Concentration and Competition

The empirical literature on the direct relationship between competitive conduct of financial institutions and its bearing on concentration is comparatively short. This is surprising, given that issues of competition and concentration in the banking industry are heavily debated by policy makers. Bikker (2004) underscores that concentration may impact on competition and that the increasing size of financial firms has substantial bearing on financial stability. Following an approach pursued in the industrial organization literature, he proposes that competition can be measured by the Panzar and Rosse (1987) H-Statistic. This indicator measures the sum of revenue elasticities with respect to factor input prices. In order to test the effect of concentration on competition, Bikker and Haaf (2002) regress the H-Statistic on a variety of concentration indices and the number of banks in a sample of 23 industrialized countries and find that increasing concentration significantly decreases...

Japans Big Bang 199647

Following the crash of Japan's stock market in late 1989, Japan's financial sector went into severe decline, so that by the beginning of the 21st century most Japanese banks were insolvent. In an attempt to revive the financial sector, ''Big Bang'' was announced in 1996. The programme of reforms was designed to fulfil two objectives. First, the financial sector was to be restructured, putting an end to functional segmentation. Second, to restore financial stability, the Financial Supervisory Agency and Financial Reconstruction Commission were established. The Bank of Japan was granted independence.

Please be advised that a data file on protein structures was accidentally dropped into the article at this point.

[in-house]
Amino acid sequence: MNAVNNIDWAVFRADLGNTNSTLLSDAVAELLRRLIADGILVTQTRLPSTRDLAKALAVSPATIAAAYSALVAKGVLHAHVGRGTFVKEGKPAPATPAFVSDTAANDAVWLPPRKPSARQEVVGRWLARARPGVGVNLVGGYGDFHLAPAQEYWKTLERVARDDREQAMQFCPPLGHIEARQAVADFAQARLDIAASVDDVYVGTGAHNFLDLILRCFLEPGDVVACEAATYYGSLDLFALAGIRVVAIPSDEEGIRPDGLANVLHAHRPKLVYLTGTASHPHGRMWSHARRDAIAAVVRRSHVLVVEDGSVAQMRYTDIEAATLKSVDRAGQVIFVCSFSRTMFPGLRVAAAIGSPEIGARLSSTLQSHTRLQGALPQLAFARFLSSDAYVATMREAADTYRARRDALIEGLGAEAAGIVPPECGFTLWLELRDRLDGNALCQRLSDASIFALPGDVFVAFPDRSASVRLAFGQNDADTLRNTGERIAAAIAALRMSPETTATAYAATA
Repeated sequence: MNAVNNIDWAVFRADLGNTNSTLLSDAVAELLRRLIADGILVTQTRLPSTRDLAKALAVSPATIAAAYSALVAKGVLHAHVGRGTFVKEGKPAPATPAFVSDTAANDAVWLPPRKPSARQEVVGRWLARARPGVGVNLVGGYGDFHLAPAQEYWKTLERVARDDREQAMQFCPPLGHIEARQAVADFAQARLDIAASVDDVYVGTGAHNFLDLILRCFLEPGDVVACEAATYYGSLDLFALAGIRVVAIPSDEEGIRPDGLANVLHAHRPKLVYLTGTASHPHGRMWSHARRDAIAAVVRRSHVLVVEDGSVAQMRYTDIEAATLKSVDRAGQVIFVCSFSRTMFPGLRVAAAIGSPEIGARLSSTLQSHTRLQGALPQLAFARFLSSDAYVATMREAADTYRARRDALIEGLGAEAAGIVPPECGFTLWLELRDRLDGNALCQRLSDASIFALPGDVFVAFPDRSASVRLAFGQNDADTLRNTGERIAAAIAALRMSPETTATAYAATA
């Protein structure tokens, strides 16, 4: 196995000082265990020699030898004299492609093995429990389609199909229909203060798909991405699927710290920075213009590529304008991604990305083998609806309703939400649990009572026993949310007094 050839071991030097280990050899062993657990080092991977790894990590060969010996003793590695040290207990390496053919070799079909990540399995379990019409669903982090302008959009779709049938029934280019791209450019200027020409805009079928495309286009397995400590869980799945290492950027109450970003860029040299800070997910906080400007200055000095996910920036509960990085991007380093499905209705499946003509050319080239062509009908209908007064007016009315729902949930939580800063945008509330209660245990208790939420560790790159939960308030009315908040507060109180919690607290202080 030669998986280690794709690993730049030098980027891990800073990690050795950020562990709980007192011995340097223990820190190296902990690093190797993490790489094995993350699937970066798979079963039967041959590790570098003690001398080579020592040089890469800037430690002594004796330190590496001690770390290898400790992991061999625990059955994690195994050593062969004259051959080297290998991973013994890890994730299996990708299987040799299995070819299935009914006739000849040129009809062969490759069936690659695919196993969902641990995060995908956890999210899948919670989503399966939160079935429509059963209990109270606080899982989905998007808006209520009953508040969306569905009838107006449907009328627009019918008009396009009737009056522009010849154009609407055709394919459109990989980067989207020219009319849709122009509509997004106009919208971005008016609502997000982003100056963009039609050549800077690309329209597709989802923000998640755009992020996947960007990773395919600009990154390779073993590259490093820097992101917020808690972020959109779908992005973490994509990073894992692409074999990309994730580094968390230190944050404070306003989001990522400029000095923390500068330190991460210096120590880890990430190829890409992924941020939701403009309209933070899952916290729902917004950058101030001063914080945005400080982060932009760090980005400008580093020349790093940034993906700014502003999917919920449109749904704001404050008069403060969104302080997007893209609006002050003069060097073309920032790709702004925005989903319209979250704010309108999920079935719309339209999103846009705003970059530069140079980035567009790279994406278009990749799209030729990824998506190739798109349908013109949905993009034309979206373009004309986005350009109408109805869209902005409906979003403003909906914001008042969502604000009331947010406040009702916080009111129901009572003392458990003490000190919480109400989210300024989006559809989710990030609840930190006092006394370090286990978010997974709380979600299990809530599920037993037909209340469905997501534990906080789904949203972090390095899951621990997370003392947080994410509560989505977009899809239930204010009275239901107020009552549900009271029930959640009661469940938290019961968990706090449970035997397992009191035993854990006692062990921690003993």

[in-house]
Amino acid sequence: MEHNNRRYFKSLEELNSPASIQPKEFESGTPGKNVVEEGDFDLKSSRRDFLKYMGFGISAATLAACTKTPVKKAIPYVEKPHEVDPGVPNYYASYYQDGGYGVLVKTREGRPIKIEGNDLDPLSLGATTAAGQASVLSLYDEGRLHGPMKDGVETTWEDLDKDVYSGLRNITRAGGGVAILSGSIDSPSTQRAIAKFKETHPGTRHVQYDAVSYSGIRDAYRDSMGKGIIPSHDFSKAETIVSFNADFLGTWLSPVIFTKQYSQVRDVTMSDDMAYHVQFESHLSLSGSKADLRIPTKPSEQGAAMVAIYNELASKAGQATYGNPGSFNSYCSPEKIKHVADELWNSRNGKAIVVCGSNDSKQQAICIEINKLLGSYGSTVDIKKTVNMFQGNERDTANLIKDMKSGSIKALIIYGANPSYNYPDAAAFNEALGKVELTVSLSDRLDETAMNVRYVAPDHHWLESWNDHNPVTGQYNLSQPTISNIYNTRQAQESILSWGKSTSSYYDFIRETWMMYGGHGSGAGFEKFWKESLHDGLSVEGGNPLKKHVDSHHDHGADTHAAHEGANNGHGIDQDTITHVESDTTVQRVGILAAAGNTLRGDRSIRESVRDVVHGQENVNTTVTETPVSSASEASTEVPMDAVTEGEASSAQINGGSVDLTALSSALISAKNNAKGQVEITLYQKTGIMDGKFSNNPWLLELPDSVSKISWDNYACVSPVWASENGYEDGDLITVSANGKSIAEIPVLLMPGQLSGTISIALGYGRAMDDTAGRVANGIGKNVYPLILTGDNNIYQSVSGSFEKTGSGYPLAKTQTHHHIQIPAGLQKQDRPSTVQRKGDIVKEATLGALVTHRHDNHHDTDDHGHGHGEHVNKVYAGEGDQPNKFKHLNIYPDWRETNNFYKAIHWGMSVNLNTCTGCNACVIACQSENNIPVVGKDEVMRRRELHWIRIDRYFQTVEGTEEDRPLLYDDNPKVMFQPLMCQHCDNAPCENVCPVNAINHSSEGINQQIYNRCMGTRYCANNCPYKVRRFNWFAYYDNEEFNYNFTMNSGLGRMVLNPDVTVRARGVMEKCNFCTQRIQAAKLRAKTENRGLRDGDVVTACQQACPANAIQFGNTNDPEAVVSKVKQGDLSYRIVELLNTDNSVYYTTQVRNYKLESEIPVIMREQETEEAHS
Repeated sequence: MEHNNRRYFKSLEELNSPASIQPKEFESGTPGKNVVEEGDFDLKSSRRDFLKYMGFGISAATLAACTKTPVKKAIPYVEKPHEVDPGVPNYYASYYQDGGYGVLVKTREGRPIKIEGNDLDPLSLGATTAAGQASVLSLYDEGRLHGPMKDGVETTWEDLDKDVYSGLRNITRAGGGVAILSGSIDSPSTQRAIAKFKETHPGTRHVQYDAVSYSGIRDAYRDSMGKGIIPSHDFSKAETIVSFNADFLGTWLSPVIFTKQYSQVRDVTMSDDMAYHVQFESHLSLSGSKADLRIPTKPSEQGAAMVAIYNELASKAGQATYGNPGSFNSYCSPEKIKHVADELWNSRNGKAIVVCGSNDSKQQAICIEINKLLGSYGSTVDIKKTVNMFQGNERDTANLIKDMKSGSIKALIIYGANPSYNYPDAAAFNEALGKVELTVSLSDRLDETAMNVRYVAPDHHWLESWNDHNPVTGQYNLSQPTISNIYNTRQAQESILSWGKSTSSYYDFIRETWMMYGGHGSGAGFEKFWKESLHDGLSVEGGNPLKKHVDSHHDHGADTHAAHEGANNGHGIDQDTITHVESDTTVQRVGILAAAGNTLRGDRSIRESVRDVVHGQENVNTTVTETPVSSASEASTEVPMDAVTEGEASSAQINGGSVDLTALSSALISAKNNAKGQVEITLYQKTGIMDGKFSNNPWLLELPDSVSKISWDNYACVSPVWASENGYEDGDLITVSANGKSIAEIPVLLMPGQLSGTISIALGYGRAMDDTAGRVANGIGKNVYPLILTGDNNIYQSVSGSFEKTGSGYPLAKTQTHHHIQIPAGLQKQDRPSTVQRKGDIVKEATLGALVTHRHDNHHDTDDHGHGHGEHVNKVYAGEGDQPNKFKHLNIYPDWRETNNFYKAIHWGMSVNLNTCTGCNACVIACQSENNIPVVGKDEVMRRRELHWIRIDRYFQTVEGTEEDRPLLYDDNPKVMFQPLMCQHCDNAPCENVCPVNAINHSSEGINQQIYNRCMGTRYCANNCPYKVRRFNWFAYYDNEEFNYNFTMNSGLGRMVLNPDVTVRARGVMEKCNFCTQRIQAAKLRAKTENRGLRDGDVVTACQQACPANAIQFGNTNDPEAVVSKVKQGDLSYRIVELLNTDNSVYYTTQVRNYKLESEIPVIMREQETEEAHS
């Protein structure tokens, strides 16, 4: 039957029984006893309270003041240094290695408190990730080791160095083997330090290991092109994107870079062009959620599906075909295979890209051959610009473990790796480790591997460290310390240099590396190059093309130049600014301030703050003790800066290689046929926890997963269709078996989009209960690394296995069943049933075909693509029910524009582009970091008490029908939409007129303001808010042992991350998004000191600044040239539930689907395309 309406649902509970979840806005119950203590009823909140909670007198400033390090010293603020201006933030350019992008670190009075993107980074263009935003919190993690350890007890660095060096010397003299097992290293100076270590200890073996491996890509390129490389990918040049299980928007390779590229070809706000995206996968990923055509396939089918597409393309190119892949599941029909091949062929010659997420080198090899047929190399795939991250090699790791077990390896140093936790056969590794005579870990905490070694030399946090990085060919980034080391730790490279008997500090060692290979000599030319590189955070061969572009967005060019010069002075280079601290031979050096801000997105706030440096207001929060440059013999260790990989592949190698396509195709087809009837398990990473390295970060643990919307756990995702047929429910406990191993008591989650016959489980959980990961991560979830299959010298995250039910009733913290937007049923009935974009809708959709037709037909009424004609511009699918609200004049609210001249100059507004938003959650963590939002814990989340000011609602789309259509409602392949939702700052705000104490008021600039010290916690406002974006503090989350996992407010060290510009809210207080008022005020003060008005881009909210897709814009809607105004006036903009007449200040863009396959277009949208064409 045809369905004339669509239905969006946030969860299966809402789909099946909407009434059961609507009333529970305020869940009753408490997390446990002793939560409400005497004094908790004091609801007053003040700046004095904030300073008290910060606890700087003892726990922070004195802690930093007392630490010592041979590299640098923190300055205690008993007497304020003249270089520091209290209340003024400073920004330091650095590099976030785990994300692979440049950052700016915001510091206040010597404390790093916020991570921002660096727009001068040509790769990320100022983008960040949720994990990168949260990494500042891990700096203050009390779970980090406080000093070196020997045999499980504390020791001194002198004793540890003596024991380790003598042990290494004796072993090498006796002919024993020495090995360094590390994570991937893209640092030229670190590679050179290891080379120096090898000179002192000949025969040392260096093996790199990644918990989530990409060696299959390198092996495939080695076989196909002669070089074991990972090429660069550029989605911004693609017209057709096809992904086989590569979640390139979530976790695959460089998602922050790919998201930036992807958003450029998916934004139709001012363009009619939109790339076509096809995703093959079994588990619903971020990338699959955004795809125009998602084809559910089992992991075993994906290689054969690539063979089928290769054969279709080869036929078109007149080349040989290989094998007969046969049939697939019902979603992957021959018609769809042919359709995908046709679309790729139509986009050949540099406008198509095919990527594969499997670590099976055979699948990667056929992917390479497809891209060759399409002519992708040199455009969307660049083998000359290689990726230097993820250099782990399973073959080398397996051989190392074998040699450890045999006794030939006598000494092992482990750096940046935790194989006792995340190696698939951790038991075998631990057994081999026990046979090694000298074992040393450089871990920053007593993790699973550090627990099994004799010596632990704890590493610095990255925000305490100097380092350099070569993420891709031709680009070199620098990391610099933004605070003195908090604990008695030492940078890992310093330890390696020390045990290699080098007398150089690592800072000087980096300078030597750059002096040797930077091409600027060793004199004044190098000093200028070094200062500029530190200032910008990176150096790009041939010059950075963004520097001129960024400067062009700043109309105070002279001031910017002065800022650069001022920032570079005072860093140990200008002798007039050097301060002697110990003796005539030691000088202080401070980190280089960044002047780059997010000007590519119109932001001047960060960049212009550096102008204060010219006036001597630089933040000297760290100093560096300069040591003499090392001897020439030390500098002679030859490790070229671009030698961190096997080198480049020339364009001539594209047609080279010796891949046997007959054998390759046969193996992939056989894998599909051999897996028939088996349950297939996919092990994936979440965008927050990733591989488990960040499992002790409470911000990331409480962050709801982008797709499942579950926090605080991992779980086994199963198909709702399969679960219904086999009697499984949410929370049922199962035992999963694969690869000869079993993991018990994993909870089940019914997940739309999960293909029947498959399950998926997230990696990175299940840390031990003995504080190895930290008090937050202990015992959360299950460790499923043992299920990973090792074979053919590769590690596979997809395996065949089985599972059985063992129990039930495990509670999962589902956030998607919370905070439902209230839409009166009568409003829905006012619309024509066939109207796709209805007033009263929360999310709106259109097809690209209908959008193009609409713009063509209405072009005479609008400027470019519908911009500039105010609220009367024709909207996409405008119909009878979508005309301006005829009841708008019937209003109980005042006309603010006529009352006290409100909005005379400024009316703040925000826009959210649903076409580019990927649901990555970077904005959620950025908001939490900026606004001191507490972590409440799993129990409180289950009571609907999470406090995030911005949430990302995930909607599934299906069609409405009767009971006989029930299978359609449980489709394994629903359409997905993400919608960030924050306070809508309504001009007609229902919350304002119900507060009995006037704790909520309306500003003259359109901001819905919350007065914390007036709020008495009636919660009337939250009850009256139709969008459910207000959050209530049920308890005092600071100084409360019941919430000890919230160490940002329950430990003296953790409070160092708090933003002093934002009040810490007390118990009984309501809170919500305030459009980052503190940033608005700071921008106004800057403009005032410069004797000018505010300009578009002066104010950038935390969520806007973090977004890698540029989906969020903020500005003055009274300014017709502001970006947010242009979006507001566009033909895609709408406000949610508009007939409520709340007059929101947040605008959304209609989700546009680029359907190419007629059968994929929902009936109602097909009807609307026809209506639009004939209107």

Concentration and Stability

Earnings and the pre-merger covariance between target and acquiring bank earnings show a negative association with bid prices, thereby underlining the hypothesis that increases in market power contribute to financial stability. Similar results for mergers of US banks are obtained by Craig and Santos (1997), who analyze post-merger profitability and post-merger risk. Focusing on thrift institutions in Texas in the 1980s, Gan (2004) presents evidence for increasing franchise values in more concentrated banking markets and a corresponding decrease in bank risk, proxied by investments in real estate and brokered deposits, both as a percentage of assets. Recent work by Beck et al. (2006) using a cross-country data set on 69 jurisdictions provides strong empirical evidence that is consistent with the 'concentration-stability' view. They report that increases in national bank concentration, measured by the 3-bank concentration ratio and by the Herfindahl-Hirschman index, do not feed into...